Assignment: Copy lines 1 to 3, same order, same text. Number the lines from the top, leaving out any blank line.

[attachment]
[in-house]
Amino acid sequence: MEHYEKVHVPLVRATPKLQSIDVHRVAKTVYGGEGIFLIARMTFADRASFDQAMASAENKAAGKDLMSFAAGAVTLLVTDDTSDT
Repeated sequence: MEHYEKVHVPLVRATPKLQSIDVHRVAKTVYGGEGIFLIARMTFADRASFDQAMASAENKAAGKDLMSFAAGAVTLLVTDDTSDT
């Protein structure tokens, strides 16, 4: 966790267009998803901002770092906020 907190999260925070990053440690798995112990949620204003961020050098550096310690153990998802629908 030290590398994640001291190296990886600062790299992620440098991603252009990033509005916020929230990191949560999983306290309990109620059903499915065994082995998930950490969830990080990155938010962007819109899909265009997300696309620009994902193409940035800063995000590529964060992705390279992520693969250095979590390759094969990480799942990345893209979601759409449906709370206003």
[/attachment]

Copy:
[in-house]
Amino acid sequence: MEHYEKVHVPLVRATPKLQSIDVHRVAKTVYGGEGIFLIARMTFADRASFDQAMASAENKAAGKDLMSFAAGAVTLLVTDDTSDT
Repeated sequence: MEHYEKVHVPLVRATPKLQSIDVHRVAKTVYGGEGIFLIARMTFADRASFDQAMASAENKAAGKDLMSFAAGAVTLLVTDDTSDT